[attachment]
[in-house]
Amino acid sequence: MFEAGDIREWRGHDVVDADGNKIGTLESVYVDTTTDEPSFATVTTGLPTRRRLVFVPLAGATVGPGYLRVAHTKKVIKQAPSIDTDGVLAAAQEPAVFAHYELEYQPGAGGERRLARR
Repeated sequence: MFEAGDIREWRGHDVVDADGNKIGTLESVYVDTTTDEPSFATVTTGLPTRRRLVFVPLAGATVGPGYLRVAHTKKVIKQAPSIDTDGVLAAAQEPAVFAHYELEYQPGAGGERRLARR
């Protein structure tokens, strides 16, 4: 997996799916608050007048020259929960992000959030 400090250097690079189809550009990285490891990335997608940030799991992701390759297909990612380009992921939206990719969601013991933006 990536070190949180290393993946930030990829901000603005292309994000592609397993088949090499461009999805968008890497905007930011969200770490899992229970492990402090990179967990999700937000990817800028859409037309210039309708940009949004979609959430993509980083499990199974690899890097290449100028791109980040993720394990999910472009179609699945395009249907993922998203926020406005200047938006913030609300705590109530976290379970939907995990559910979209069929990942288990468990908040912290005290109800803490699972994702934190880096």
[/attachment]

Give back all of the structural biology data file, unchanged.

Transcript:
[in-house]
Amino acid sequence: MFEAGDIREWRGHDVVDADGNKIGTLESVYVDTTTDEPSFATVTTGLPTRRRLVFVPLAGATVGPGYLRVAHTKKVIKQAPSIDTDGVLAAAQEPAVFAHYELEYQPGAGGERRLARR
Repeated sequence: MFEAGDIREWRGHDVVDADGNKIGTLESVYVDTTTDEPSFATVTTGLPTRRRLVFVPLAGATVGPGYLRVAHTKKVIKQAPSIDTDGVLAAAQEPAVFAHYELEYQPGAGGERRLARR
């Protein structure tokens, strides 16, 4: 997996799916608050007048020259929960992000959030 400090250097690079189809550009990285490891990335997608940030799991992701390759297909990612380009992921939206990719969601013991933006 990536070190949180290393993946930030990829901000603005292309994000592609397993088949090499461009999805968008890497905007930011969200770490899992229970492990402090990179967990999700937000990817800028859409037309210039309708940009949004979609959430993509980083499990199974690899890097290449100028791109980040993720394990999910472009179609699945395009249907993922998203926020406005200047938006913030609300705590109530976290379970939907995990559910979209069929990942288990468990908040912290005290109800803490699972994702934190880096």